The Institutions for Occupational Retirement Provision (IORP) Directive, from 2003, covers certain occupational pension savings. IORPs hold assets worth €2.5 trillion on behalf of around 75 million Europeans and are found mainly in the United Kingdom (55.9 % of IORP assets) and the Netherlands (30.7 %). Around a further 10 % of IORP assets are in Germany (4.5 %), Italy (2.8 %) and Ireland (2.4 %). The proposed revision (known as IORP II), to be debated during the Parliament's November plenary session, aims to improve the governance, risk management, transparency and information provision of IORPs and help increase cross-border IORP activity.

Occupational pensions: Revision of the Institutions for Occupational Retirement Provision Directive (IORP II)

11-12-2015

In 2014, the European Commission proposed a revision (‘IORP II’) of the existing Institutions for Occupational Retirement Provision (IORP) Directive of 2003, which covers certain occupational pension savings. These are overwhelmingly in the United Kingdom (55.9% of IORP assets) and the Netherlands (30.7%). The proposed revision aims to improve the governance, risk management, transparency and information provision of IORPs and help increase cross-border IORP activity, strengthening the single market ...

In 2014, the European Commission proposed a revision (‘IORP II’) of the existing Institutions for Occupational Retirement Provision (IORP) Directive of 2003, which covers certain occupational pension savings. These are overwhelmingly in the United Kingdom (55.9% of IORP assets) and the Netherlands (30.7%). The proposed revision aims to improve the governance, risk management, transparency and information provision of IORPs and help increase cross-border IORP activity, strengthening the single market. The proposal did not include new prudential rules (i.e. capital requirements) for IORPs following a long and controversial debate. Stakeholders have in general welcomed the focus of the proposal and the lack of new prudential rules, but feel the revision is overly detailed and prescriptive and does not respect national competences, nor reflect the variety of IORPs and their position as social (not just financial) entities. The EESC and some national parliaments have made similar comments on the proposal. The Council has agreed on its negotiating mandate, while the ECON Committee is expected to vote on its draft report in early 2016. A more recent edition of this document is available. Find it by searching by the document title at this address: http://www.europarl.europa.eu/thinktank/en/home.html

The Investment Chapters of the EU’s International Trade and Investment Agreements in a Comparative Perspective

29-09-2015

Investor-State Dispute Settlement (ISDS) clauses in international investment agreements have traditionally been based on an approach which may be termed ‘light touch regulation’ of investment protection. The avenue taken by the recently negotiated EU draft agreements, the Comprehensive Economic and Trade Agreement (CETA) and the EU-Singapore Free Trade Agreement (EUSFTA), can be described as ‘more comprehensive regulation’. Likewise, EUSFTA and CETA provide a rather detailed body of law on substantive ...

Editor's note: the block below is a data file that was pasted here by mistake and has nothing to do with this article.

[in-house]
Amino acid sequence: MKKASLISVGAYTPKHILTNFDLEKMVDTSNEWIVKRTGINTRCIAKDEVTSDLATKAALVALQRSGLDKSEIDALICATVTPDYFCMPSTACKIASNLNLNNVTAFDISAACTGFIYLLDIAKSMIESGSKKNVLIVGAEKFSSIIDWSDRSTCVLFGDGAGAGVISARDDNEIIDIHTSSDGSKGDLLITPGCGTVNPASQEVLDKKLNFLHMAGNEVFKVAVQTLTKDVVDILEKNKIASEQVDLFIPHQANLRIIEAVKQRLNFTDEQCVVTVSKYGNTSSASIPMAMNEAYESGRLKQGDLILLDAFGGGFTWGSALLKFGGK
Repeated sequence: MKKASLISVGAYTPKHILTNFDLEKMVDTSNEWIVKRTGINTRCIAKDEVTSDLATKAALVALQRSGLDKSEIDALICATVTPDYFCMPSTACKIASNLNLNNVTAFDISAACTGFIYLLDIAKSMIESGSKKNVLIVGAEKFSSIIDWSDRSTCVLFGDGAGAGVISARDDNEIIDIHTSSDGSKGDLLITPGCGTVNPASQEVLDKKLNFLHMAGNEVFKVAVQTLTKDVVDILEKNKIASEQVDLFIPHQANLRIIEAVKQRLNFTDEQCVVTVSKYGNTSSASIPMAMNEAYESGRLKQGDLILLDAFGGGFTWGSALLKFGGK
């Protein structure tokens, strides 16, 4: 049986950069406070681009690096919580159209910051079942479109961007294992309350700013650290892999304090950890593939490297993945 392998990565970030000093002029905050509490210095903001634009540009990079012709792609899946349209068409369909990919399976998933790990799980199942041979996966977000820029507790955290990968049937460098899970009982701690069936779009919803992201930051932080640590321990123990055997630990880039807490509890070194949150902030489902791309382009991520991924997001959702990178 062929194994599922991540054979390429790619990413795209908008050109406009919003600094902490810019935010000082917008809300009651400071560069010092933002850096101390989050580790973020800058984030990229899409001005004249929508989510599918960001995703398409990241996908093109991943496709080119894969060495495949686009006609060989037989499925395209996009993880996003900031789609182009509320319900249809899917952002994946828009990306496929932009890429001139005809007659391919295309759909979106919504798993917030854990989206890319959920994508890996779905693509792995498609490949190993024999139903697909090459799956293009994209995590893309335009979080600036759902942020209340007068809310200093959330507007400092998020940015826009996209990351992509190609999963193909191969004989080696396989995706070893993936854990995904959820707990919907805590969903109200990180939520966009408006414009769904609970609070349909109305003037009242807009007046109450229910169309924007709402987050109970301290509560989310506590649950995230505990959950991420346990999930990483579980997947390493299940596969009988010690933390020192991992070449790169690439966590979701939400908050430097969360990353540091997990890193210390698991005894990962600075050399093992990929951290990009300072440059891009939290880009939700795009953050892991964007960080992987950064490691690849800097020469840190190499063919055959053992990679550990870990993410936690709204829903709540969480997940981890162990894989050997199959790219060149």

Investor-State Dispute Settlement (ISDS) clauses in international investment agreements have traditionally been based on an approach which may be termed ‘light touch regulation’ of investment protection. The avenue taken by the recently negotiated EU draft agreements, the Comprehensive Economic and Trade Agreement (CETA) and the EU-Singapore Free Trade Agreement (EUSFTA), can be described as ‘more comprehensive regulation’. Likewise, EUSFTA and CETA provide a rather detailed body of law on substantive standards for the protection of foreign investment. While this may add to the clarity and predictability of the current regime of international investment law, it may also lead to a reduced standard of protection. Compared with other agreements, EUSFTA and CETA have attempted to rebalance the protection of private property and the host state’s regulatory autonomy. In terms of the regulation of ISDS proceedings, EUSFTA and CETA preserve its principle characteristics but deliver moderate change in five areas: (1) consultation mechanisms, (2) the relationship between ISDS and domestic remedies, (3) the appointment and conduct of arbitrators, (4) cost allocation, and (5) transparency rules. This study proposes (1) further development regarding the coordination between effective domestic legal systems and ISDS and (2) the start of negotiations for the establishment of a permanent appeals mechanism in a regional or bilateral context.

Money market funds

20-04-2015

Money market funds (MMFs) are a type of collective fund that invests in short-term debt. During the financial crisis their liquidity and stability were challenged, which prompted regulators globally to propose rules intended to make MMFs more crisis-resilient. The Parliament is due to vote on the Commission's proposal for a regulation setting rules on MMFs in the Single Market.

Money market funds (MMFs) are a type of collective fund that invests in short-term debt. During the financial crisis their liquidity and stability were challenged, which prompted regulators globally to propose rules intended to make MMFs more crisis-resilient. The Parliament is due to vote on the Commission's proposal for a regulation setting rules on MMFs in the Single Market.

Kommande evenemang

26-05-2020
COVID-19 and the role of EIB in the EU response: public hearing
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BUDG ECON
03-06-2020
EPRS online Book Talk | One of Them: From Albert Square to Parliament Square
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EPRS
11-06-2020
CONT Public Hearing: Implementation of EU funds